Chicago—Initial hesitancy to get COVID-19 vaccines at first availability diminished over time at a large urban healthcare system where a vaccination rate of 95% was achieved by spring 2021.

A new study published in Infection Control & Hospital Epidemiology suggests that many of those HCWs had a change of heart quickly.

The study found that only three-fourths of the 4,180 HCWs in the study planned to get in winter 2021. Among the HCWs who were unsure about getting vaccinated then, 90% had been vaccinated by spring 2021. Of the HCWs who took a harder line—indicating no intention to get vaccinated in winter 2021—nearly 60% had changed their minds and received vaccines by spring 2021.

"This study found healthcare workers' attitudes about COVID-19 vaccination could change in a very short period of time," stated lead study author Charlesnika Evans, professor of preventive medicine in epidemiology at Northwestern University Feinberg School of Medicine. "It shows there is opportunity to change people's decisions about not getting vaccinated."

The study pointed out that HCWs are a high-priority group for COVID-19, partly because they serve as sources for public information. The Northwestern University—led study team assessed vaccine intentions, factors associated with intentions, and changes in uptake over time in HCWs.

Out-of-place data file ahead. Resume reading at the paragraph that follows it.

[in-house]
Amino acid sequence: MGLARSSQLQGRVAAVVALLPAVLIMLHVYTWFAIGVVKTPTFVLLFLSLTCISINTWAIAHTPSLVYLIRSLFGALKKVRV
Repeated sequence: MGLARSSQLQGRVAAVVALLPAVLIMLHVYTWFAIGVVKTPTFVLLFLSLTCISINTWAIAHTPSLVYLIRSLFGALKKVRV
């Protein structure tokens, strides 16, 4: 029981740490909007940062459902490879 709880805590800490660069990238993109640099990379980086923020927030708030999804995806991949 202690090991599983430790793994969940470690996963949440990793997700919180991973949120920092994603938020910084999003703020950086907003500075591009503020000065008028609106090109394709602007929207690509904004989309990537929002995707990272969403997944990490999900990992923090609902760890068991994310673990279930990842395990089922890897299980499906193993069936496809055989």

For the prospective cohort study, HCWs in a large healthcare system in the Chicago area completed surveys from November 25, 2020, to January 9, 2021, and from April 24 to July 12, 2021, on COVID-19 exposures, diagnosis and symptoms, demographics, and vaccination status.

Researchers report that of the—4,180 HCWs who responded to the survey—77.1% indicated that they intended to receive the vaccine. In that group, 23.2% had already received at least one dose of the vaccine, 17.4% were unsure, and 5.5% reported that they would not receive the vaccine.

Factors associated with intention or vaccination were being exposed to clinical procedures (vs. no procedures: adjusted odds ratio [AOR], 1.39; 95% CI, 1.16-1.65) and having a negative serology test for COVID-19 (vs. no test: AOR, 1.46; 95% CI, 1.24-1.73).

Among those with lower odds of intention to get vaccinated were:

• nurses (vs. physicians: AOR, 0.24; 95% CI, 0.17-0.33)
• non-Hispanic Blacks (vs. Asians: AOR, 0.35; 95% CI, 0.21-0.59) and
• women (vs. men: AOR, 0.38; 95% CI, 0.30-0.50).

By the 6-month follow-up, however, more than 90% of those who had previously been unsure were vaccinated, and 59.7% of those who previously reported no intention of getting vaccinated were vaccinated.

"COVID-19 vaccination in HCWs was high, but variability in vaccination intention exists," the authors wrote. "Targeted messaging coupled with vaccine mandates can support uptake."

Dr. Evans suggested that multiple factors helped HCWs change their minds. They include clear messaging about the vaccine safety and convenient access to vaccinations at the hospital, awareness of upcoming workplace mandates, as well as the granting of Emergency Use Authorization (EUA) for the vaccines by the FDA. “We saw a significant change in the number of people who said they would get the vaccine after the EUA was issued. People may have felt, ‘OK, this might be safe for me to take’,” she stated.

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